“The Third One” may seem slight, but this very sexy Argentine film about a ménage a trois that develops between Fede (Emiliano Dionisi), a college student, and a couple Franco (Nicolás Armengol) and Hernán (Carlos Echevarría) has deeper meanings. The film unfolds simply, and in three acts, with a coda. Franco flirts online with Fede; the couple invites Fede over for a meal; the men have sex. Then there is a morning after.
Writer/director Rodrigo Guerrero deftly explores the connections between these three men in each act—over the Internet, over dinner, and in bed—showing how intimacy develops and how each character lets down his guard over time. Guerrero compartmentalizes his film never giving the audience any information other than what is presented on screen. Have Franco and Hernán had other threesomes? Is Fede a virgin? “The Third One” is open to interpretation. This, along with Guerrero’s very formalized style and a trio of strong performances is what makes this film so engaging.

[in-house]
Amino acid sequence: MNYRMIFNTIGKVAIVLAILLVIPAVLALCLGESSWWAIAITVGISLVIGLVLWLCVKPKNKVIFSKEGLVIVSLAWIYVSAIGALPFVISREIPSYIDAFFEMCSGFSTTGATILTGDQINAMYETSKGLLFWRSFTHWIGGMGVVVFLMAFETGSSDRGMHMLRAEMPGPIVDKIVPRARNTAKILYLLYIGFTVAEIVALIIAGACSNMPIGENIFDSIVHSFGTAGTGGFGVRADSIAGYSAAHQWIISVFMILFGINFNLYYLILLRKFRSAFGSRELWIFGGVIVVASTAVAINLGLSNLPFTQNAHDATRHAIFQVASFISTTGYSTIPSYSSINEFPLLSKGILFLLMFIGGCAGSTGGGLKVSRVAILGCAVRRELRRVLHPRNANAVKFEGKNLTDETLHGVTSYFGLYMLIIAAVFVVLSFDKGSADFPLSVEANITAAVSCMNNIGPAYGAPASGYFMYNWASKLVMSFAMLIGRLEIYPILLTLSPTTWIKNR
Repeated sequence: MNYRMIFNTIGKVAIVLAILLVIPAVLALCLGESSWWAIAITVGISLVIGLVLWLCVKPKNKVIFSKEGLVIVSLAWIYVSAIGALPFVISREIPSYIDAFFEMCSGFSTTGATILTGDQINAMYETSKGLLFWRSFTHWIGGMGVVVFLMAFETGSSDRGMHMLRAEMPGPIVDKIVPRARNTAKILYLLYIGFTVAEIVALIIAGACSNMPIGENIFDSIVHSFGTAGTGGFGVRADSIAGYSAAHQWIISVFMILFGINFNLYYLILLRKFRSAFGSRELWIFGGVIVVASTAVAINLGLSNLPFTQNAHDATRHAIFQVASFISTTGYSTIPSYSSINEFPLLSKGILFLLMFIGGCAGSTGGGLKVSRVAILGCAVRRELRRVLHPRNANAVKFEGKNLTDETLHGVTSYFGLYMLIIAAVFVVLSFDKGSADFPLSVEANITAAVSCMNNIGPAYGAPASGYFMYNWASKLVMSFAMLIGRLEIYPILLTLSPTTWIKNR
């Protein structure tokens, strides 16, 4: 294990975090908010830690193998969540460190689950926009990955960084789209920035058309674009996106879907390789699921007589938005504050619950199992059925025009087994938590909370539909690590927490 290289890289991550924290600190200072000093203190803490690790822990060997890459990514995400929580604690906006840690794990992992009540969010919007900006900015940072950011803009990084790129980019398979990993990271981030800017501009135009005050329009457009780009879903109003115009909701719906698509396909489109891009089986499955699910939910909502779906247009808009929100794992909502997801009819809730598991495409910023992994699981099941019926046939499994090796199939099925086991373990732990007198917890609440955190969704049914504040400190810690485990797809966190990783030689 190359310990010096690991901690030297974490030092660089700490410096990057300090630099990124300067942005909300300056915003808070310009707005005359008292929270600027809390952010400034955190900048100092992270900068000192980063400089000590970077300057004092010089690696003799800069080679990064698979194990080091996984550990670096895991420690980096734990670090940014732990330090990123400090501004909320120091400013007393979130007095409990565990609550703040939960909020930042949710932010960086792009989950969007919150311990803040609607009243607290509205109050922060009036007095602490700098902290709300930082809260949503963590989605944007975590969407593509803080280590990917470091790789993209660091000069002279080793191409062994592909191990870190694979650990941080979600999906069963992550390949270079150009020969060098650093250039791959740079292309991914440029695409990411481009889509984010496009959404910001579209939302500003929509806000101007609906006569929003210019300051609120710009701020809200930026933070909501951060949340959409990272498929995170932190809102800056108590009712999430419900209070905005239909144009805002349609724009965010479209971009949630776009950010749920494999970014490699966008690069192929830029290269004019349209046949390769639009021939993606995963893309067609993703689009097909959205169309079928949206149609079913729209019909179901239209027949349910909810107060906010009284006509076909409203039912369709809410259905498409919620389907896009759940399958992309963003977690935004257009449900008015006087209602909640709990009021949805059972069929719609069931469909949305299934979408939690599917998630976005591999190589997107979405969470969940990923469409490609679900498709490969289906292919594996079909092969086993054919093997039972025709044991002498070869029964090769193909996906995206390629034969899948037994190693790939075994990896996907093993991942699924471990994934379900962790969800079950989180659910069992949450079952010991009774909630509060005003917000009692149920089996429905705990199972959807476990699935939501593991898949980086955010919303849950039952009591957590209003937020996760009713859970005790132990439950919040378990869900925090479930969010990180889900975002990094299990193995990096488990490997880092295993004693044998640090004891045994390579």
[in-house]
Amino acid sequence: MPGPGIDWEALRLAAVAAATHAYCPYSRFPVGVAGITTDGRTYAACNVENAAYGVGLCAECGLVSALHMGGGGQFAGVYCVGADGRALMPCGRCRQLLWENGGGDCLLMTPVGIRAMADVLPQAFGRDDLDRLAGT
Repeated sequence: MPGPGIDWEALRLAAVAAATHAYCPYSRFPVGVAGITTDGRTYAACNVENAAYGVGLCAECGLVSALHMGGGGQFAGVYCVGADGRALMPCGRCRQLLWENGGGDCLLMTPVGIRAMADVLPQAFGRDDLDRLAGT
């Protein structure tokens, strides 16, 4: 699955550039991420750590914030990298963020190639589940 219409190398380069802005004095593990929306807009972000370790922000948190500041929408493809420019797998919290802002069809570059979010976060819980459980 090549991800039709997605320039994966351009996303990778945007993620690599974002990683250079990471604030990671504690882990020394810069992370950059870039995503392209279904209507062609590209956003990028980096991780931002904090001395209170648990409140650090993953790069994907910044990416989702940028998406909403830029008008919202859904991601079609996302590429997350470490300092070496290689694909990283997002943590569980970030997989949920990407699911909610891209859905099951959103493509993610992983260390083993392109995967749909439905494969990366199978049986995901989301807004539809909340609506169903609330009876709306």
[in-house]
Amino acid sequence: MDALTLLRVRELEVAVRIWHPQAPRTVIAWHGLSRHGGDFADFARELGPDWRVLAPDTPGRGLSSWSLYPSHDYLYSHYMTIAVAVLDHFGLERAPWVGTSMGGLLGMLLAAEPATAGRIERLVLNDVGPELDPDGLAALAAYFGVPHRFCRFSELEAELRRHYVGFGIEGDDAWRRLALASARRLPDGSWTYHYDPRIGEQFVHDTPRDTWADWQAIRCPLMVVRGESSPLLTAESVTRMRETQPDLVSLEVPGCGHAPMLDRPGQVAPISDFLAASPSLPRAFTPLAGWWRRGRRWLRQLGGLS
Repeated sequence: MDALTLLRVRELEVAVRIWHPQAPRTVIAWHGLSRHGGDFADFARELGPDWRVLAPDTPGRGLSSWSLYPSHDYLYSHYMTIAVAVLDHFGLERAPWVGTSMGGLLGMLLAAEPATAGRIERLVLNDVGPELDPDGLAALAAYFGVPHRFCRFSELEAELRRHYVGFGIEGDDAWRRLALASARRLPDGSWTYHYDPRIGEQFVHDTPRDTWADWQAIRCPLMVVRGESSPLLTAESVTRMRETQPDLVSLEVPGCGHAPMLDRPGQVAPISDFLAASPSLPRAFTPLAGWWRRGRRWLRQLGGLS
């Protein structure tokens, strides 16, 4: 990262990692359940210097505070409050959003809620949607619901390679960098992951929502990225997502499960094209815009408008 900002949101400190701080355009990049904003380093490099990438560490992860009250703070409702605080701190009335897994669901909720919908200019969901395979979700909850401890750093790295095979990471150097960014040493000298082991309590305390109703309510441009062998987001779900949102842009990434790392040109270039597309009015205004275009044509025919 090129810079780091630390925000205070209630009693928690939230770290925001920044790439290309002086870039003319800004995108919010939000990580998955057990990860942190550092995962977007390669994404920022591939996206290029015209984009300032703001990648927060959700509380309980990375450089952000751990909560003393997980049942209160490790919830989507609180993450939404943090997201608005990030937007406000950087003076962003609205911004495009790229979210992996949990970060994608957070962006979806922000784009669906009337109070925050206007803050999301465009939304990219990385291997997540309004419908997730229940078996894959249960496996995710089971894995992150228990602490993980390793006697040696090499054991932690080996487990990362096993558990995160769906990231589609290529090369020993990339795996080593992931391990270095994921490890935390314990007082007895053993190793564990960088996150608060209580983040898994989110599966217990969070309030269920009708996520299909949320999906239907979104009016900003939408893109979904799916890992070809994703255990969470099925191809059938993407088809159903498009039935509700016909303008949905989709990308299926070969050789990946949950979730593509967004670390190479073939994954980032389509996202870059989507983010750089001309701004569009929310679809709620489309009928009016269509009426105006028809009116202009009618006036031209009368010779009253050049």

/bent spoke to Guerrero via email (and with the translation help of Beatriz Urraca, my “Directory of World Cinema: Argentina” co-editor) about “The Third One”:
How did you conceive of this situation and these particular characters—a couple that has been together for 8 years having a threesome with a 22 year-old student?